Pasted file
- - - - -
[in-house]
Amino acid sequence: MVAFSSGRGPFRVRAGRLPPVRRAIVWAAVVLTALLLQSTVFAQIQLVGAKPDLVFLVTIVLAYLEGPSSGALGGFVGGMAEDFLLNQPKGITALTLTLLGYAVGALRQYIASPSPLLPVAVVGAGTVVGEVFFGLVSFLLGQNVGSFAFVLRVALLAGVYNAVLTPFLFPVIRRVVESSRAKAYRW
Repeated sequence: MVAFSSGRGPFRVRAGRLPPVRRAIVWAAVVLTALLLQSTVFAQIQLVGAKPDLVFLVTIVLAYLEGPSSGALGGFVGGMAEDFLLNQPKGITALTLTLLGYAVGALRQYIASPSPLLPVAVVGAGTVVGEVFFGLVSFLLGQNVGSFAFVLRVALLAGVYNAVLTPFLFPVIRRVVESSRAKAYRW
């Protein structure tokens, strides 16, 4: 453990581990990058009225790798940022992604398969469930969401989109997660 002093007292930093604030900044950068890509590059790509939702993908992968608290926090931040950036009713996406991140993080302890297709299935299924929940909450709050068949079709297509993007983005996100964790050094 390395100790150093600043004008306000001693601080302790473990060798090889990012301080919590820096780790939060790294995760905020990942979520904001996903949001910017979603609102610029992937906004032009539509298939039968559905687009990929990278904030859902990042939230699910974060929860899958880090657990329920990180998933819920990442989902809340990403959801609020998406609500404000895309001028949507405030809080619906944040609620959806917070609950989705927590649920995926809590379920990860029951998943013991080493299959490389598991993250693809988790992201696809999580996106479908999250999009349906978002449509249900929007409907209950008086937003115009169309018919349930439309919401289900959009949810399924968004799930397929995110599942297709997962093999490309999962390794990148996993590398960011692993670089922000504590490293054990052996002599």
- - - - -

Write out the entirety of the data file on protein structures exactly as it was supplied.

[in-house]
Amino acid sequence: MVAFSSGRGPFRVRAGRLPPVRRAIVWAAVVLTALLLQSTVFAQIQLVGAKPDLVFLVTIVLAYLEGPSSGALGGFVGGMAEDFLLNQPKGITALTLTLLGYAVGALRQYIASPSPLLPVAVVGAGTVVGEVFFGLVSFLLGQNVGSFAFVLRVALLAGVYNAVLTPFLFPVIRRVVESSRAKAYRW
Repeated sequence: MVAFSSGRGPFRVRAGRLPPVRRAIVWAAVVLTALLLQSTVFAQIQLVGAKPDLVFLVTIVLAYLEGPSSGALGGFVGGMAEDFLLNQPKGITALTLTLLGYAVGALRQYIASPSPLLPVAVVGAGTVVGEVFFGLVSFLLGQNVGSFAFVLRVALLAGVYNAVLTPFLFPVIRRVVESSRAKAYRW
């Protein structure tokens, strides 16, 4: 453990581990990058009225790798940022992604398969469930969401989109997660 002093007292930093604030900044950068890509590059790509939702993908992968608290926090931040950036009713996406991140993080302890297709299935299924929940909450709050068949079709297509993007983005996100964790050094 390395100790150093600043004008306000001693601080302790473990060798090889990012301080919590820096780790939060790294995760905020990942979520904001996903949001910017979603609102610029992937906004032009539509298939039968559905687009990929990278904030859902990042939230699910974060929860899958880090657990329920990180998933819920990442989902809340990403959801609020998406609500404000895309001028949507405030809080619906944040609620959806917070609950989705927590649920995926809590379920990860029951998943013991080493299959490389598991993250693809988790992201696809999580996106479908999250999009349906978002449509249900929007409907209950008086937003115009169309018919349930439309919401289900959009949810399924968004799930397929995110599942297709997962093999490309999962390794990148996993590398960011692993670089922000504590490293054990052996002599």